Response: To get a complete picture of where the gaps and opportunities are in employee productivity, leaders need to use automation for the employee experience. Automation that works across multiple business applications allow managers to identify where the bottlenecks in workflows are, as well as track what’s causing those slowdowns — whether it’s a bug in the app, redundant steps, or confusing application logic. By collecting usable data on KPIs, like the number of client issues resolved or the amount of time employees spend training to use a particular piece of software, automation for the employee experience can drive insights into worker productivity as well as improve it.
Fiona Adler writes about entrepreneurship at DoTheThings.com and is the founder of Actioned.com – a productivity tool for individuals and teams. With an MBA, multiple business successes, and a family living in a foreign country, she enjoys pushing the envelope to get the most out of life and loves helping others do the same.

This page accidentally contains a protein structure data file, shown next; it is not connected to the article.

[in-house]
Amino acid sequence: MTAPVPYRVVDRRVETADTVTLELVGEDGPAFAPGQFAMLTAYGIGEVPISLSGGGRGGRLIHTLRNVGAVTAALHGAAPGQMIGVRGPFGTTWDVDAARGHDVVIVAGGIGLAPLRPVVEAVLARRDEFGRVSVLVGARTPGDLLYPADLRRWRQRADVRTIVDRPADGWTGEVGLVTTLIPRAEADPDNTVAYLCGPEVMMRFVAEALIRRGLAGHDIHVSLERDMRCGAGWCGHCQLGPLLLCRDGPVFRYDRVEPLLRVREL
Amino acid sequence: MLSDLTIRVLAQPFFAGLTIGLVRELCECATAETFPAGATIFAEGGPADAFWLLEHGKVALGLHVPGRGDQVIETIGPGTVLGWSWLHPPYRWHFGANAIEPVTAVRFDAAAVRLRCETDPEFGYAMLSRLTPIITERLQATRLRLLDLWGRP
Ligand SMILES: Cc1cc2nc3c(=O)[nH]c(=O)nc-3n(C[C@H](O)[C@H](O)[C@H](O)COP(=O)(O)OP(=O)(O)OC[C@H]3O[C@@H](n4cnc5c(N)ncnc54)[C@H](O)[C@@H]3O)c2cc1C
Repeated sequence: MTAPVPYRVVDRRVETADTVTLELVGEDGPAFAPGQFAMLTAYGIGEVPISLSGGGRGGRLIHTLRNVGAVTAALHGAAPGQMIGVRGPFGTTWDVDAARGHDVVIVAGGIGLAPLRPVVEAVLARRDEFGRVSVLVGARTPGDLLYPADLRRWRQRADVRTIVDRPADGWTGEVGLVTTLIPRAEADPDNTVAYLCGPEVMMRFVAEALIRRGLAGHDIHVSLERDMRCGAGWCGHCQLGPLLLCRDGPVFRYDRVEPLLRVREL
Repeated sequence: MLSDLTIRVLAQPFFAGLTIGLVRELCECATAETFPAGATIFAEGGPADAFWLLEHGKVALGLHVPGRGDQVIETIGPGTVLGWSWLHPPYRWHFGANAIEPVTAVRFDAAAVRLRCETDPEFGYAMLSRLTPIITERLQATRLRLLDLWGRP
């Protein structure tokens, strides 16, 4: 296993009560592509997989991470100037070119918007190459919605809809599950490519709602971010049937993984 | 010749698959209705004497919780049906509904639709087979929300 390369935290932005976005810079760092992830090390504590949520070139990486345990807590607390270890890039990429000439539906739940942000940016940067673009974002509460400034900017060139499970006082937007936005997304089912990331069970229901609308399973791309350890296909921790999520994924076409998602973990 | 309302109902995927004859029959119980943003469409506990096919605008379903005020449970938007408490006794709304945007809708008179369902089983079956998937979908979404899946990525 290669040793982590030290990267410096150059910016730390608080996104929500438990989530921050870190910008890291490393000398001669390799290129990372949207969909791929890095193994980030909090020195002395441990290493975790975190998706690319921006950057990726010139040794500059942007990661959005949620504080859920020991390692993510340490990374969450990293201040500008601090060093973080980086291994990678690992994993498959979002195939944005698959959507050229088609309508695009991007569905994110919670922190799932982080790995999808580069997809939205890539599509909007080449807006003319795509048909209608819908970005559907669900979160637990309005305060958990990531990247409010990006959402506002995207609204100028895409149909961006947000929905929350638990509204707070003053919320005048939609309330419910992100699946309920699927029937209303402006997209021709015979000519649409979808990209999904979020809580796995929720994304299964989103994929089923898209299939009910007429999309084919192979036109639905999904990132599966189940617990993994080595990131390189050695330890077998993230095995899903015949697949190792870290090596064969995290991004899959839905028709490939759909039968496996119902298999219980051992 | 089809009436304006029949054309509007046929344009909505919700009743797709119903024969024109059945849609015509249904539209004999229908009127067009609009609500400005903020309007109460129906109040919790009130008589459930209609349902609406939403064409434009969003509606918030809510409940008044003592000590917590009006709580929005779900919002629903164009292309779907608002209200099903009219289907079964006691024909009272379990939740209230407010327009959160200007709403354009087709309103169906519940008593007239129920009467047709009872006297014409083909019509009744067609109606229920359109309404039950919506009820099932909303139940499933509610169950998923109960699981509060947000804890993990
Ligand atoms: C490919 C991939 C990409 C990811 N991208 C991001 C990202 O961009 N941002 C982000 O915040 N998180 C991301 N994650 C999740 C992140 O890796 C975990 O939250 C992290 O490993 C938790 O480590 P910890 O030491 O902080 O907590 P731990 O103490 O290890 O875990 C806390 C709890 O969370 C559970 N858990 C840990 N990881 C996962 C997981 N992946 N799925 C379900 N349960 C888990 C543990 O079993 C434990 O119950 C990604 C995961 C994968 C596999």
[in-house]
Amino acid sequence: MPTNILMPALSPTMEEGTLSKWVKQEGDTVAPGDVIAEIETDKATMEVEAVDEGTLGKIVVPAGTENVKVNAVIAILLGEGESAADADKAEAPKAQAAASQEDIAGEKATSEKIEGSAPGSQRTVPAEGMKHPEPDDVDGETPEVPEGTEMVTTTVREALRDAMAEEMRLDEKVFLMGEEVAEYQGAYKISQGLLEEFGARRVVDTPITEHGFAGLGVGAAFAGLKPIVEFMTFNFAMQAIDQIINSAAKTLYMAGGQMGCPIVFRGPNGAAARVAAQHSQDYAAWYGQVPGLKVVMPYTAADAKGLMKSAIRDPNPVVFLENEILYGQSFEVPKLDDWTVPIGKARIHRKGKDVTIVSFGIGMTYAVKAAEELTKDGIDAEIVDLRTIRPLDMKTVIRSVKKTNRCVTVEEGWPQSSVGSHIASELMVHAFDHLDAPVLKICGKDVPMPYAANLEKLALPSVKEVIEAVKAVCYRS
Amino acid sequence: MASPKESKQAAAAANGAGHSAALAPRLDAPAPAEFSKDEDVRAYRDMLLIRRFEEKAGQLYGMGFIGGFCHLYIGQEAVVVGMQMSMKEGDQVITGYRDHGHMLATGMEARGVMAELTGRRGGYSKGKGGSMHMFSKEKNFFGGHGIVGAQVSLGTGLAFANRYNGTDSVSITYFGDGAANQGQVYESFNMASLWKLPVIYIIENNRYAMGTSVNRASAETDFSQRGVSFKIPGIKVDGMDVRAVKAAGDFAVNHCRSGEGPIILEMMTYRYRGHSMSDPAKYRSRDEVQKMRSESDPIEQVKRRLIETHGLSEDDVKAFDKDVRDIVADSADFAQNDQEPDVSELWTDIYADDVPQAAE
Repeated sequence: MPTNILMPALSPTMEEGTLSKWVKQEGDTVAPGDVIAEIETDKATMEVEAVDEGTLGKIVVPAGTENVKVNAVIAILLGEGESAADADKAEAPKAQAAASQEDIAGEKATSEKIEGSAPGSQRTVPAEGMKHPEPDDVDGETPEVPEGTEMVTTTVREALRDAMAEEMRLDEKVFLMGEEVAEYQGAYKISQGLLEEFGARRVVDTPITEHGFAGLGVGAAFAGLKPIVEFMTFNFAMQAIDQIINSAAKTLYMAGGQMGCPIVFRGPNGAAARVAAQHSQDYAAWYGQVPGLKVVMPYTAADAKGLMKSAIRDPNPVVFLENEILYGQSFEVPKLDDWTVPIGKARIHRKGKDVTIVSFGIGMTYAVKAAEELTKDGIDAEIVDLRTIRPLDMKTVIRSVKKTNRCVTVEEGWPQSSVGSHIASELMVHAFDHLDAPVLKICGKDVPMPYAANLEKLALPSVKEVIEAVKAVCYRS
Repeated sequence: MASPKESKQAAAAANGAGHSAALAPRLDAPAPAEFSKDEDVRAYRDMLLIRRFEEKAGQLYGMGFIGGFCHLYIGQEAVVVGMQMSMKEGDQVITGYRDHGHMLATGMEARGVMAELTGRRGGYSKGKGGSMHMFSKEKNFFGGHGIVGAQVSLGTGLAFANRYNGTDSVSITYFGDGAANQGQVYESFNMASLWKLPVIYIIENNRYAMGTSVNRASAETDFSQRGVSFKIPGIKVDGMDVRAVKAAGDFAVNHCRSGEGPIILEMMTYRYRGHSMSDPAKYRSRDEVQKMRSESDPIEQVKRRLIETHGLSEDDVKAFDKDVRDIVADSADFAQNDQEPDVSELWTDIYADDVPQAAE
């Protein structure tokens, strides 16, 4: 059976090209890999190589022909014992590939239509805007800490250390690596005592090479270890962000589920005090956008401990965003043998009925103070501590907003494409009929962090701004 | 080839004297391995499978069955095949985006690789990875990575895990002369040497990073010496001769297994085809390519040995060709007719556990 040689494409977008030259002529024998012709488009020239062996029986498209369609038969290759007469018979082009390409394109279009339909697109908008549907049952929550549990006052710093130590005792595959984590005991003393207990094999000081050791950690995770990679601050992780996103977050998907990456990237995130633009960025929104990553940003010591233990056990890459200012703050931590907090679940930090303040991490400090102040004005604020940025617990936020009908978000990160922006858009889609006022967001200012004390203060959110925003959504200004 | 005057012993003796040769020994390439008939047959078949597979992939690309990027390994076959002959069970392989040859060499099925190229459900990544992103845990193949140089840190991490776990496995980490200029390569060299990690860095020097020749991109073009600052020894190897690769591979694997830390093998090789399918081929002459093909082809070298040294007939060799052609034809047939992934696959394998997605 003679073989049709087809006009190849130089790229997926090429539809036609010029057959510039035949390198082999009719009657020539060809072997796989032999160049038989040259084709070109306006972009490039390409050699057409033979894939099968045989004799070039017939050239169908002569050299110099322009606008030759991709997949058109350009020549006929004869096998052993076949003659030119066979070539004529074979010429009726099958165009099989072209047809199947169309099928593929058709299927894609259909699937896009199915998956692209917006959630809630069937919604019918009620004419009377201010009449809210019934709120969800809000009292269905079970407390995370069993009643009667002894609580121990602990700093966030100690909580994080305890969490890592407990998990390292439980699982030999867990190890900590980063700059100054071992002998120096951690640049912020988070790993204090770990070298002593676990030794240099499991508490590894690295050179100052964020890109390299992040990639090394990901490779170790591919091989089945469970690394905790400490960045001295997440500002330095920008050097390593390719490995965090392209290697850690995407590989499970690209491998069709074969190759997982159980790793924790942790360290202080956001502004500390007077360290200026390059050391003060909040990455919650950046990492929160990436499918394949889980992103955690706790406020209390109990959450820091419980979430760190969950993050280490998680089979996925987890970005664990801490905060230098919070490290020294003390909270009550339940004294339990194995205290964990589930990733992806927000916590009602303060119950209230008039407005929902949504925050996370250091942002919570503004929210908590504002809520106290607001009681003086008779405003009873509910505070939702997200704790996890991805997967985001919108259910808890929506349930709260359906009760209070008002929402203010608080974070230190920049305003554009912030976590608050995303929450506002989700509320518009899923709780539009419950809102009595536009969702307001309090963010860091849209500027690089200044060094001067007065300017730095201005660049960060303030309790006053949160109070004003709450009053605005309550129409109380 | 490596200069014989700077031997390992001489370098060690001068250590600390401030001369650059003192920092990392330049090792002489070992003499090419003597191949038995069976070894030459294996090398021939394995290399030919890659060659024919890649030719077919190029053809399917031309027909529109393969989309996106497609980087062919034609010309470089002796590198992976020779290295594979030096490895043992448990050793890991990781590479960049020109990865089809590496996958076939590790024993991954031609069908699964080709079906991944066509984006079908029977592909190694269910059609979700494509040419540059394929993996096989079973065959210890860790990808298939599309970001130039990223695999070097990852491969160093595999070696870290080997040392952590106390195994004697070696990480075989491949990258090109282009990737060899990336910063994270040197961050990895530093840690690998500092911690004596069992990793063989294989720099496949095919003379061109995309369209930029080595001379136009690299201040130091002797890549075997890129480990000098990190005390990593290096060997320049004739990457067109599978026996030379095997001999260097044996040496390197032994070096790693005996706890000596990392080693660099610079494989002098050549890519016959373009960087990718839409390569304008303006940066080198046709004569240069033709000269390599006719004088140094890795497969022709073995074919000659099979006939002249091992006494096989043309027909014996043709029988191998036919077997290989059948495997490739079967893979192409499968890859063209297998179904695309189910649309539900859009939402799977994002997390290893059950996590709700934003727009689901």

Response: For most businesses, real productivity is extremely difficult to measure in absolute terms – most of us aren’t simply churning out widgets all day! The best proxy for productivity is to have teams set meaningful goals and then plan meaningful actions each week that will take them closer towards those goals. Productivity can then be measured by comparing our weekly accomplishments against our planned actions for the week (or, did we do what we said we were going to do?). Depending on the activities, this might be the quantity of phone calls, press releases, blog posts, bugs fixed, products delivered, candidates interviewed, or any other number of things.
Jennifer K. Crittenden earned an MBA in finance and worked for over twenty years in the US and abroad, rising from financial analyst to chief financial officer. She is the author of four books, including the award-winning Discreet Guide for Executive Women. She offers professional development programs through her company The Discreet Guide.
Response: Measuring productivity can be a challenge when employees’ output can’t be quantified in widgets or words or lines of code. Nevertheless, a tool such as a monthly report can be successfully used to assess progress toward an annual goal. Even if it isn’t quantifiable, the progress over the month should be significant, and at the end of the year, very impressive. An additional benefit is that the annual review can be based on twelve reports of equal weight instead of biased toward the most recent productivity efforts or lack thereof.